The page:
Mitch
Yeah, and for anybody who’s really wants to dig into that, read the anything in and around jobs to be done theory, pains, gains and jobs to be done. Nobody cares about your stuff. But if you’ve got a problem you can solve, you got to gain that somebody wants that you can happen to sell that, create that gain or solve that problem. You become a strategic business partner, not a product supplier.

Tim
Yeah, I mean, honestly, that’s part of the reason why I have this podcast too, is to put these situations in front of listeners so that I’m just not preaching about brands, creative and how to target things, but you know, what are these companies doing that I’m talking to you to meet the needs of their audiences and start to take inspiration from that and figure out how they can apply it to themselves to Yeah, and then and this stuff,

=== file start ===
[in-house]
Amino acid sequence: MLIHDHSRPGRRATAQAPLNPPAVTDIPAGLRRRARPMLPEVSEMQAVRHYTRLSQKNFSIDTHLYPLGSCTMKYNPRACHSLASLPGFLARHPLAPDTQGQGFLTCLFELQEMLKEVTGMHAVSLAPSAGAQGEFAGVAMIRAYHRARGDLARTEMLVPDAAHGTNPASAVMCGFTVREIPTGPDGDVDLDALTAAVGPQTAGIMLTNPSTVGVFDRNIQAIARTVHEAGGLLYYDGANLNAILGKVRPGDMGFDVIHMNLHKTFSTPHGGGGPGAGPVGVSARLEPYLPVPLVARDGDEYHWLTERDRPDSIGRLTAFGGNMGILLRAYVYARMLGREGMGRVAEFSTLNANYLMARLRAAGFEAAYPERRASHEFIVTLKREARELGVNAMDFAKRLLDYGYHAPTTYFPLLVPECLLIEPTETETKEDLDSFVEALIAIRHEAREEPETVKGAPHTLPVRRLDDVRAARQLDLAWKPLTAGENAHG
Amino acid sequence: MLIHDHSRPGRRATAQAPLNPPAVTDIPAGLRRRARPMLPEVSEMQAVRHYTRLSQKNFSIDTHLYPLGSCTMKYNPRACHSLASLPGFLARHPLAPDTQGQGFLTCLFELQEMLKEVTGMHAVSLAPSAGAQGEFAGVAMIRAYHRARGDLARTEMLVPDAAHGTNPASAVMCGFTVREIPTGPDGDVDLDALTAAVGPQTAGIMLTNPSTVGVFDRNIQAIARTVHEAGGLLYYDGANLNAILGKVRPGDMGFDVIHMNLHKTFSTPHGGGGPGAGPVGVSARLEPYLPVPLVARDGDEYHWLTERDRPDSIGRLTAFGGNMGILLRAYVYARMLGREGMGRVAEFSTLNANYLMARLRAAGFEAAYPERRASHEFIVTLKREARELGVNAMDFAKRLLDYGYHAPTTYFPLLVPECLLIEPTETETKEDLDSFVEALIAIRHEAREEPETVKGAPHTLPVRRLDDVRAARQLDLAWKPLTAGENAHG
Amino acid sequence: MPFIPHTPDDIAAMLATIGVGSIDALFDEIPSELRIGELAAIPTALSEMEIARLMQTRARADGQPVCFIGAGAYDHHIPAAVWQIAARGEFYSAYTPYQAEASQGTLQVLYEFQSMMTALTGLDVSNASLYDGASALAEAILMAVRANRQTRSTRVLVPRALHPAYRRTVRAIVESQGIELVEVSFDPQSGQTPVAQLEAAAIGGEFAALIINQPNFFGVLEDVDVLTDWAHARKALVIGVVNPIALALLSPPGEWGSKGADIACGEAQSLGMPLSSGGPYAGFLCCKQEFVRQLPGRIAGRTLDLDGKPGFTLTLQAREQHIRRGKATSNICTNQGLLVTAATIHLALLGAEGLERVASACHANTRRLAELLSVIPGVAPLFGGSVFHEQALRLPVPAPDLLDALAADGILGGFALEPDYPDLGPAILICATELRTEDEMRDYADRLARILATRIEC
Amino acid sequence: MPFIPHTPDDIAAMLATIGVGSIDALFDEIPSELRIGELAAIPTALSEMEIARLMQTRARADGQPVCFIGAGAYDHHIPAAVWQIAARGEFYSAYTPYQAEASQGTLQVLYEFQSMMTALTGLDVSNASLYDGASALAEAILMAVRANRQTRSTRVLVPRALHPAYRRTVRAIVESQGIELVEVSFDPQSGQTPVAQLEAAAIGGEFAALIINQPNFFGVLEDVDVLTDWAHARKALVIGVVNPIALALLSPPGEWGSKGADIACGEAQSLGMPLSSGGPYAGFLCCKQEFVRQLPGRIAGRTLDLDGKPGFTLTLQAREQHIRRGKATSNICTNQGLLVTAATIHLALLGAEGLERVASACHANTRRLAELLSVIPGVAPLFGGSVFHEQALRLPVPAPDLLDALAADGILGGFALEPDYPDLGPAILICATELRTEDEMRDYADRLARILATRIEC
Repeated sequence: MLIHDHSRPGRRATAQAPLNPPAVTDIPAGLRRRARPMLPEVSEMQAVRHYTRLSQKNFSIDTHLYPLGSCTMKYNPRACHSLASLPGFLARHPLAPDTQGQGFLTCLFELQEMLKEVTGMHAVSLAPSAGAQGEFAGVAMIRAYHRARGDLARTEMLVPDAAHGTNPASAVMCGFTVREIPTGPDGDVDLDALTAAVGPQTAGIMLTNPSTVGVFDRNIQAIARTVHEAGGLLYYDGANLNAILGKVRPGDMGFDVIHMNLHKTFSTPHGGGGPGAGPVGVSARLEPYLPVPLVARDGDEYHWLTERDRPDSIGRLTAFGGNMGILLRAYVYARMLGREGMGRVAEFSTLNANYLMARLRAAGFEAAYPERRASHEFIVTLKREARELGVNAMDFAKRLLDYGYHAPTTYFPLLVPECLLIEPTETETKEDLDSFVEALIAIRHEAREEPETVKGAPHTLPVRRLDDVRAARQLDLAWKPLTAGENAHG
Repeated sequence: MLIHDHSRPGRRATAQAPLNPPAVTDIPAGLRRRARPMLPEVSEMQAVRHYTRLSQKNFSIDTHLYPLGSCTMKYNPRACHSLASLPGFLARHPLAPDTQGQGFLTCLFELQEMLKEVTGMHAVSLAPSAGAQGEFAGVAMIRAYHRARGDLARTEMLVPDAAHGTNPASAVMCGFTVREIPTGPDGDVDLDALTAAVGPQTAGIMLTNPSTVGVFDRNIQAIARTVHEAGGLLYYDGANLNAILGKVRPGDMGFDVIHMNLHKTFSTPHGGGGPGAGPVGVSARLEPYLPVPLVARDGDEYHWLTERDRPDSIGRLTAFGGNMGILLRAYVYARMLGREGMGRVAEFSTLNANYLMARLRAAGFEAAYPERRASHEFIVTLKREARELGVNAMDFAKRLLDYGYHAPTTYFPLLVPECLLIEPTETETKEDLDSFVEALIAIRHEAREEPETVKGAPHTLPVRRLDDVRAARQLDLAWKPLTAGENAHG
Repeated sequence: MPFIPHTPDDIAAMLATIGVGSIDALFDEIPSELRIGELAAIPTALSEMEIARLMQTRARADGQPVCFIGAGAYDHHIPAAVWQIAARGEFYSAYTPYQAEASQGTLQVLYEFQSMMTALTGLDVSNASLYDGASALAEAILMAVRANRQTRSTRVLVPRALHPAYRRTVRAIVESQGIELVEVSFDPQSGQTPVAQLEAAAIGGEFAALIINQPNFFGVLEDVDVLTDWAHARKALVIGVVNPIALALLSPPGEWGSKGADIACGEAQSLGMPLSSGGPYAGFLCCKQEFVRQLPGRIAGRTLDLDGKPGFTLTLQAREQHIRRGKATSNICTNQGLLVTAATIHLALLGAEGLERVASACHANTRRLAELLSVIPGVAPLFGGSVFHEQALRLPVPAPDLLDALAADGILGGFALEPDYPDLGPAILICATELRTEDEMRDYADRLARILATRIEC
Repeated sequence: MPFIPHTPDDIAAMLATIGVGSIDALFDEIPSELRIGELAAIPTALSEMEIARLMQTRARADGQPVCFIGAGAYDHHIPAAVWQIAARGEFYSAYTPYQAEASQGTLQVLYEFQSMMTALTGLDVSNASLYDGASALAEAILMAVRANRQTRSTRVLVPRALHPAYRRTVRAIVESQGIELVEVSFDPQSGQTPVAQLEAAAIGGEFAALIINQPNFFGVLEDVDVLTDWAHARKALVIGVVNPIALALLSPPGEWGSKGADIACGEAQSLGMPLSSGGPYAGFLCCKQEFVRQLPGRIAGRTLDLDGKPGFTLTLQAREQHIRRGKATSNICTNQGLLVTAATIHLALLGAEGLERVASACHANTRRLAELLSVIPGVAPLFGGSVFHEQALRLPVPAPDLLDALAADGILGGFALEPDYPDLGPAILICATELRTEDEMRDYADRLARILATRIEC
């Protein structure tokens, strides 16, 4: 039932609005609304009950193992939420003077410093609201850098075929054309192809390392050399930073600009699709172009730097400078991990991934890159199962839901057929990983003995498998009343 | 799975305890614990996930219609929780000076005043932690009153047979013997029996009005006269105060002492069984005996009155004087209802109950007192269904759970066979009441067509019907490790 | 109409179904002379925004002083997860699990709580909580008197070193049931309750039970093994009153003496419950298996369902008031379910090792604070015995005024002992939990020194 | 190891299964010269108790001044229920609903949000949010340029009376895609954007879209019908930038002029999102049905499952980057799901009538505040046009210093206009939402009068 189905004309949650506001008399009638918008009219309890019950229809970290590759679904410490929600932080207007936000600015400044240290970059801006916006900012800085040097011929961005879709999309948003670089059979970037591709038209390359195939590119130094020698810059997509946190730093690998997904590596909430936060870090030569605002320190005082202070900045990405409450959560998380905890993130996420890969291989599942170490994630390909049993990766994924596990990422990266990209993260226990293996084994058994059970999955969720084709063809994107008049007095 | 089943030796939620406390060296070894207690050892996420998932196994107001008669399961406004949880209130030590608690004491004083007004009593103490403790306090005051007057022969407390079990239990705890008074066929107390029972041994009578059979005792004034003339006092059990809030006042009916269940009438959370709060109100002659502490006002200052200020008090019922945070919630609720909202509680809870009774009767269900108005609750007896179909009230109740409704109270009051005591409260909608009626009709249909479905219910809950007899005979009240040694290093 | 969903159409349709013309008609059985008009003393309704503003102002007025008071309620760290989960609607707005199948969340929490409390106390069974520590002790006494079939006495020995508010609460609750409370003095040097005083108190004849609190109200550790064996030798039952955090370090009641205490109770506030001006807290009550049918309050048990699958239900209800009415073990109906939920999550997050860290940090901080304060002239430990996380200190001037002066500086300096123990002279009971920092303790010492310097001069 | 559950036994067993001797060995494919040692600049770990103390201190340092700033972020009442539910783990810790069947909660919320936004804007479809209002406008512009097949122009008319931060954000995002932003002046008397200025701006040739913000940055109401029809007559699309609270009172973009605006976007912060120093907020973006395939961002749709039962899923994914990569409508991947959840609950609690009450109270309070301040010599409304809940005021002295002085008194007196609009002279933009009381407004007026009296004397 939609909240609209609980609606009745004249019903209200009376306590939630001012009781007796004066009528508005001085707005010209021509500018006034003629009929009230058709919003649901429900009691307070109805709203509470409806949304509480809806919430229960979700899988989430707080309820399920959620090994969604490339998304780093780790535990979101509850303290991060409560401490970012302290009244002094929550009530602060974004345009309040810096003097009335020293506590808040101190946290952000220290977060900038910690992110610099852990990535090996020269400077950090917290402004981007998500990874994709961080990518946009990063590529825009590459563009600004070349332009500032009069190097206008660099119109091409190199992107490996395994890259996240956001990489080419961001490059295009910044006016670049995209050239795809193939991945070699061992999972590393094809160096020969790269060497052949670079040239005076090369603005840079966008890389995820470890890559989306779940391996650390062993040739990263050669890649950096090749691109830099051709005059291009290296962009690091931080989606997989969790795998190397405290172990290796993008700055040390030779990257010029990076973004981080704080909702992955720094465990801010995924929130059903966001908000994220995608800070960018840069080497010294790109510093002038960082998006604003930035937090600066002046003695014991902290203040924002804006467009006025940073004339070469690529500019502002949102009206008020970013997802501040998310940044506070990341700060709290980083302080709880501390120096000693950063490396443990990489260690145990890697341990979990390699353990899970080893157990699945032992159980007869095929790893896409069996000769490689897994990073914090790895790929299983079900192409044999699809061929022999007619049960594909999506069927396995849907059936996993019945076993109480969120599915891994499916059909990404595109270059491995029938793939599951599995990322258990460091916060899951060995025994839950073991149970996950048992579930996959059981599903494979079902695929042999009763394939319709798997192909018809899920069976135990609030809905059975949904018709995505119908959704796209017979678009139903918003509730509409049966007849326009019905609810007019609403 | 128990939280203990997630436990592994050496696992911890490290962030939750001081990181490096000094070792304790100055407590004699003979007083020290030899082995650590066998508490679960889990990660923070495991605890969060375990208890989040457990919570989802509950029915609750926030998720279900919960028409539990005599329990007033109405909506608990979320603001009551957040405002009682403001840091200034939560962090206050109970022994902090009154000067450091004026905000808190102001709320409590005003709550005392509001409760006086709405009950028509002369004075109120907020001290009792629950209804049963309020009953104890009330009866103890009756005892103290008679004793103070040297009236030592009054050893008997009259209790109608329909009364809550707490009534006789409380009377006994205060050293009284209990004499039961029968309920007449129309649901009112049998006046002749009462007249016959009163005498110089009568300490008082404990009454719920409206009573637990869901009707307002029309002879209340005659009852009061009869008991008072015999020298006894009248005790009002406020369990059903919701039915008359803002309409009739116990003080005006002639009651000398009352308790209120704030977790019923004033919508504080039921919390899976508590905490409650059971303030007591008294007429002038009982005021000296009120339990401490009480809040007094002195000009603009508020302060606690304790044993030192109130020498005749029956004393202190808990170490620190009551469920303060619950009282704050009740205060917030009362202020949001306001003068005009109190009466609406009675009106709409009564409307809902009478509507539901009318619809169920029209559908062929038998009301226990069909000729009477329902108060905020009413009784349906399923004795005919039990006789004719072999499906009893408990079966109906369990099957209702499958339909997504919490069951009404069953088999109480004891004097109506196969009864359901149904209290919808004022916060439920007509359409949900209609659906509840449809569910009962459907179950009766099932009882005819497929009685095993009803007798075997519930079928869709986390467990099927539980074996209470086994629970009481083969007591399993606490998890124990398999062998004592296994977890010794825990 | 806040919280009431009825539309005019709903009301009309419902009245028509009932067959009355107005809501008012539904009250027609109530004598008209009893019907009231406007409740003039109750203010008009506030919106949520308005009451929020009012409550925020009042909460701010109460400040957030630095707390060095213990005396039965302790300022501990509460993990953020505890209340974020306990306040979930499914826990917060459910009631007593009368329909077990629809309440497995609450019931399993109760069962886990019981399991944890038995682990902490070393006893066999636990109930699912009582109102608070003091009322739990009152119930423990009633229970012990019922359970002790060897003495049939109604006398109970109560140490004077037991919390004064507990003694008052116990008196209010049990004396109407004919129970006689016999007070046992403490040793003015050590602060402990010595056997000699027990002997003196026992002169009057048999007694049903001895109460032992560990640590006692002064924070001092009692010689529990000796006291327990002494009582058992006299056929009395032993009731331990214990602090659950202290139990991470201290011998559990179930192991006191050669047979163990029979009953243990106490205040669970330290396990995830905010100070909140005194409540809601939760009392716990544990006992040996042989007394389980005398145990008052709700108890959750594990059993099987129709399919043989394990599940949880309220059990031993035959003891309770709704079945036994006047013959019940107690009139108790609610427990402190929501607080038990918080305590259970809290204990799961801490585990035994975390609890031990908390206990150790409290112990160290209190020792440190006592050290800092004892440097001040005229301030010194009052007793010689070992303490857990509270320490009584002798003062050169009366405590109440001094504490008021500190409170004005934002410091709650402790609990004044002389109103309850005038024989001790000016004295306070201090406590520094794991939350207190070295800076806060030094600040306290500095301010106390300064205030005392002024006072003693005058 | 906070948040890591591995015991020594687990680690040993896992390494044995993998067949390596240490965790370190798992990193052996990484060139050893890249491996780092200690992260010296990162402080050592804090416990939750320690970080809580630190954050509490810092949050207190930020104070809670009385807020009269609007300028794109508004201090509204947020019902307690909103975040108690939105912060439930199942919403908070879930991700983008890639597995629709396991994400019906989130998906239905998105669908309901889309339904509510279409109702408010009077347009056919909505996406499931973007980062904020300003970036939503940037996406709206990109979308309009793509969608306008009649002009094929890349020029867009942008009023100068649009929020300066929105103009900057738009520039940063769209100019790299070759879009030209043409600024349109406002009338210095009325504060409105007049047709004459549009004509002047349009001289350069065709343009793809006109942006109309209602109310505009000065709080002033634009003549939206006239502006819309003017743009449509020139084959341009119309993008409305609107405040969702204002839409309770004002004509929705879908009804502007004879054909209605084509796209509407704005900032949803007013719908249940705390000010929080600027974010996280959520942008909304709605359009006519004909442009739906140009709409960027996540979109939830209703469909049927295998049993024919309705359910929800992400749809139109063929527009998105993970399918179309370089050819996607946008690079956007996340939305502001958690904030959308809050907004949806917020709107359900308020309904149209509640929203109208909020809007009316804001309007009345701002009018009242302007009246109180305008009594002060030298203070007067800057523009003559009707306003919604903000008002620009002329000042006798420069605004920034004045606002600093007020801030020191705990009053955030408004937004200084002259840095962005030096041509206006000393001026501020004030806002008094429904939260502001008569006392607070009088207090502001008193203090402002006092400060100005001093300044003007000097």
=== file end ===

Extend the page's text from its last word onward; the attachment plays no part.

Mitch
what I’m saying works, the fact that we are one on one in the world of this, I was doing this where we’re talking about right now, he had 1015 years ago, when we were in an open competitive environment selling against other people on equal playing field. But everybody was focused on product. Let me tell you, my glasses thicker, my aluminum is stronger. I can go taller, feature feature product feature product, and I like what are you trying to get done? Let me help you get there. You know, we’re a business partner, and you’re going to give me 10 jobs. Yeah,

Tim
yeah. So let’s let’s talk about a little bit more about those people that you’re working with? Who is the target audience for branch technology? Are you going primarily after strategic architecture and design relationships? Are you trying to draw in building owners so that they get the inspiration to talk to their architecture, their builder, where are you going with that and how are you reaching out to them?

Mitch